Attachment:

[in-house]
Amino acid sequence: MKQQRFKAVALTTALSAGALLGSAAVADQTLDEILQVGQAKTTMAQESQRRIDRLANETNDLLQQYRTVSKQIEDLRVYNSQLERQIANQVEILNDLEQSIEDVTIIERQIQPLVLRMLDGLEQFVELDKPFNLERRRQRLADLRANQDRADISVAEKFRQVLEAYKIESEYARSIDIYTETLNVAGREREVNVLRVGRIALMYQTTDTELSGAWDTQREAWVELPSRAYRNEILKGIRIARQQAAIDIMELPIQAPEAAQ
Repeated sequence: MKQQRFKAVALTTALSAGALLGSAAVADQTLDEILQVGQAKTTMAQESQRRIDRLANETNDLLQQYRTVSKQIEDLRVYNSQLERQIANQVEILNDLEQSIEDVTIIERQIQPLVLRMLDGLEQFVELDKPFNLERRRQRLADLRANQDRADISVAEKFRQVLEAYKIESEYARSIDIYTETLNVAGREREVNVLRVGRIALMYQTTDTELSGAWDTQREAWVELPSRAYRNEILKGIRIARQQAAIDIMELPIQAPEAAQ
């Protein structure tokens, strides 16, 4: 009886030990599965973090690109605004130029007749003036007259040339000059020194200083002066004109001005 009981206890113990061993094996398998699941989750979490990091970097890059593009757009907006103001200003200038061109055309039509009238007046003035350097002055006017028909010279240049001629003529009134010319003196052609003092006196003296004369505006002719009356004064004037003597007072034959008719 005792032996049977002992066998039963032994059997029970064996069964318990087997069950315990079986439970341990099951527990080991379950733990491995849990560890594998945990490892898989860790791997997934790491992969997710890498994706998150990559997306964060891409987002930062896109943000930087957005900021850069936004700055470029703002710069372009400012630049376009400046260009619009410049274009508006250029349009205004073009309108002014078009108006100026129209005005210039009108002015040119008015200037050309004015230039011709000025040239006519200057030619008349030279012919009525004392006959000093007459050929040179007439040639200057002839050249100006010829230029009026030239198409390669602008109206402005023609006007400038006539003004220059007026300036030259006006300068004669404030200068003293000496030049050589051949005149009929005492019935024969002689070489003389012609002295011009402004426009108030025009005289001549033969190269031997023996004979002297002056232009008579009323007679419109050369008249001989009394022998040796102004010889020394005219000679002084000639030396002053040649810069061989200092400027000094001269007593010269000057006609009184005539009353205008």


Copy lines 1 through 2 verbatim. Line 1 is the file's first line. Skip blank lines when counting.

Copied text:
[in-house]
Amino acid sequence: MKQQRFKAVALTTALSAGALLGSAAVADQTLDEILQVGQAKTTMAQESQRRIDRLANETNDLLQQYRTVSKQIEDLRVYNSQLERQIANQVEILNDLEQSIEDVTIIERQIQPLVLRMLDGLEQFVELDKPFNLERRRQRLADLRANQDRADISVAEKFRQVLEAYKIESEYARSIDIYTETLNVAGREREVNVLRVGRIALMYQTTDTELSGAWDTQREAWVELPSRAYRNEILKGIRIARQQAAIDIMELPIQAPEAAQ